* Matt is not a victim of a bad custody story, and in fact has a successful 50/50 co-parenting arrangement. His message was consistently positive, focused on what is best for children, and not on his own saga.
* He proactively reached out to domestic violence groups to gain support in advance of a vote.
* Focused on the facts from relevant authorities, specifically Dr. Ryan Schroeder, of the University of Louisville, with whom he worked alongside.
* Took relevant polling throughout to prove popular support of the bill and new law.
* Lobbied thoroughly with legislators, so there were no surprises when votes were counted. He knew exactly what to expect in advance.
* Had ONE bill, and didn’t get distracted or confuse legislators with child support reform, parental alienation or other issues.
*Kept a lean team — his committee hearing was attended by Matt’s personal family (and not a bevy of activists or experts).
How to start a revolution and change hearts and minds, Lessons from Free-Range Kids’ Lenore Skenazy
Lenore Skenazy is known for launching the Free-Range Kids movement, for which she has been featured on TODAY, NPR, Joh Stewart’s The Daily Show, and was a Jeopardy question!
This 30-year journalism veteran and now activist shares how to change people’s behavior through effective communication. Skenazy, who now runs LetGrow, a nonprofit devoted to promoting free play for kids and policy to allow parents to do so, shared this advice with the shared-parenting community:
- It is impossible to pass policy without first changing culture.
- Positive stories win.
- The best way to change someone’s mind is to give them easy ways to experience the new behavior you want them to embrace. In her case, school policies requiring kids to tackle an independent task allow parents to experience free-range parenting and how happy it makes their kids. THEN their minds change.
- Lenore is always kind and aims to understand the social and cultural pressures that make people behave the way they do. She does not blame or shame.
- She built her activism as she learned. Lenore learned by listening to the many people who shared their stories, POVs and fears with her. Again: Empathy.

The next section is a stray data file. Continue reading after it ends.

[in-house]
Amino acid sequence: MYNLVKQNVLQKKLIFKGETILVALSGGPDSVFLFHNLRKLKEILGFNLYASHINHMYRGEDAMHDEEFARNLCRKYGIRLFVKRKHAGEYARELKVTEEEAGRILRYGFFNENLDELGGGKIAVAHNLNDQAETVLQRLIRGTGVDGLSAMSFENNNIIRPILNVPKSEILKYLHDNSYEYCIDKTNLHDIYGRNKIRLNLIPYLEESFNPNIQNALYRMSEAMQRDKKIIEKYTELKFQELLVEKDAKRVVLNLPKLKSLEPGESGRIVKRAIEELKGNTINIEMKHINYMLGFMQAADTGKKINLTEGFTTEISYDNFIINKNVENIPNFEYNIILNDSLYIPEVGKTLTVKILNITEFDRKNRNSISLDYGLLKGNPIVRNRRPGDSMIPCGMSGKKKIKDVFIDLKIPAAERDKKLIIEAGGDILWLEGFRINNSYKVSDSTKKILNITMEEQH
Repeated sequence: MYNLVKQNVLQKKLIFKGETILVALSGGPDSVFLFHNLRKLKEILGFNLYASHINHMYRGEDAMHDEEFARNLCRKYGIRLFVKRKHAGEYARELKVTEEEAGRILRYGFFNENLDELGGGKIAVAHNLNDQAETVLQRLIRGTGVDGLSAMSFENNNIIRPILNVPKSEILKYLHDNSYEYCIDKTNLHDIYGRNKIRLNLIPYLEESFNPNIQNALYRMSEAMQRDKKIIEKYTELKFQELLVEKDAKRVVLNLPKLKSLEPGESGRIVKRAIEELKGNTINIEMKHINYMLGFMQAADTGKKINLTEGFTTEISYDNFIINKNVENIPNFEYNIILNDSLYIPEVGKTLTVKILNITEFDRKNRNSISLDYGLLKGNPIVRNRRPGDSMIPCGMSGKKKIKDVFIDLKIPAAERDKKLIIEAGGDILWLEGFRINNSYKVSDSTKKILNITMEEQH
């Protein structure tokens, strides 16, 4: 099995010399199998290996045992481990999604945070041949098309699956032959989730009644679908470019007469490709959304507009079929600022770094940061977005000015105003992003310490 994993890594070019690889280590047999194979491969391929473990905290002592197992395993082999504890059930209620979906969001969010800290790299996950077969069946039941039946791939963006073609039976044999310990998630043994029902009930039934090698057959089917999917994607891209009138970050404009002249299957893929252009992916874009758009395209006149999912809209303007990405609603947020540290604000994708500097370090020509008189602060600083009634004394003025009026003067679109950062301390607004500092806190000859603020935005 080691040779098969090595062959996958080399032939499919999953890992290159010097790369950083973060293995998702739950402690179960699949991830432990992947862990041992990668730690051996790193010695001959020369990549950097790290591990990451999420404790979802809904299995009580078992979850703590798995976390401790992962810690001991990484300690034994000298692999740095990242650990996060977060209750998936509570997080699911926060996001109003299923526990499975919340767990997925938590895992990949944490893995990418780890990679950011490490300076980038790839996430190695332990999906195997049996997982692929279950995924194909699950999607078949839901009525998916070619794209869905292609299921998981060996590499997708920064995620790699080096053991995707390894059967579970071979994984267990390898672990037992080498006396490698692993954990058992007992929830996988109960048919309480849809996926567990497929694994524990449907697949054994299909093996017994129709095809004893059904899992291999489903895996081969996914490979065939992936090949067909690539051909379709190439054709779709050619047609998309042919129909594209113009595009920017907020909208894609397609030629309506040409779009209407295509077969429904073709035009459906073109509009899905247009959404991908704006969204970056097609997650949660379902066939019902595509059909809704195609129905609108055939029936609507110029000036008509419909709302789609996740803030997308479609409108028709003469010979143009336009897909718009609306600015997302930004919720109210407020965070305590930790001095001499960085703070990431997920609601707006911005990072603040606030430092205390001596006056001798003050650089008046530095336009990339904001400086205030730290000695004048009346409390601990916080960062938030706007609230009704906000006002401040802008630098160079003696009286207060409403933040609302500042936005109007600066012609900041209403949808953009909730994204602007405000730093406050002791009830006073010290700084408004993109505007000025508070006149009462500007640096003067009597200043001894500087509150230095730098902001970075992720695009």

A note to my fellow equal-parenting activists
Dear Equally Shared Parenting Activists,
First, I love you.
We all care about the same things: Children, equality, fairness. There are so many of us! Hundreds of thousands in the United States! Millions Worldwide! We represent tens of millions of families! Yet we have so little success. Let’s change that!
Let’s get on the same page, work together, and form one, single, elegant message that we will together use again and again. Mantras that can be chanted and roll of the tongues of activists, legislators, journalists, everyday people.
This is how revolutions work.
This is how marketing works.
This is how politics work.
This is how the media work.
This is how the human brain works.
You have 10 seconds to sum up your goal when talking to a legislator, the media, a cynical fellow citizen, a judge. Otherwise, they stop listening, stop respecting you, check out, and you failed.
I come to you with 20 years of experience in marketing and messaging — as a business owner, journalist, and as a consultant.
Here is the message:
We insist on a presumption of 50/50 parenting time!
I will repeat that:
We insist on a presumption of 50/50 parenting time!
- Stop saying ‘In the case of fit, loving and capable parents.’ NO!!! Constitutional law PRESUMES ALL PARENTS ARE FIT. Change has never come with a long list of nuance and caveats. When you add the ‘in the case of fit … ‘ you are proposing a debate about what is considered ‘fit’ — WHICH IS EXACTLY OPPOSITE OF OUR GOAL!.
- Stop saying, ‘A minimum of 30% time …’ NO! That is convoluted and confusing, and it is NOT equality! Plus, the science shows better outcomes for kids at 50% time sharing. 50/50. That is it. We will not settle for less than a presumption of 50/50 time-sharing.
- Lead with facts. STOP LEADING WITH YOUR OWN STORY. Political leaders do not trust you when you open with a horror narrative about your ex. They are not dumb: There is another side to that story. They want facts. Science. EMBRACE THE HUNDREDS OF STUDIES THAT SUPPORT OUR ARGUMENT! I just heard that a state legislator kicked a shared-parenting bill off the priorities list because when he asked the activist for the research, he was met with a two-paragraph personal narrative about the man’s bitch of an ex-wife. FAIL.
- Related but different: Dads, stop leading with what a great father you are. I get why you do that: The system and our society has denigrated fatherhood and makes you prove your worth before you’re allowed parent. But leading with your merits as a father comes off as defensive. It also perpetuates the presumption that requires men to be amazing fathers before they have equal access to their kids. Lead with the facts, the kids, the research and take yourself out of it. Rise above and challenge the world to join you!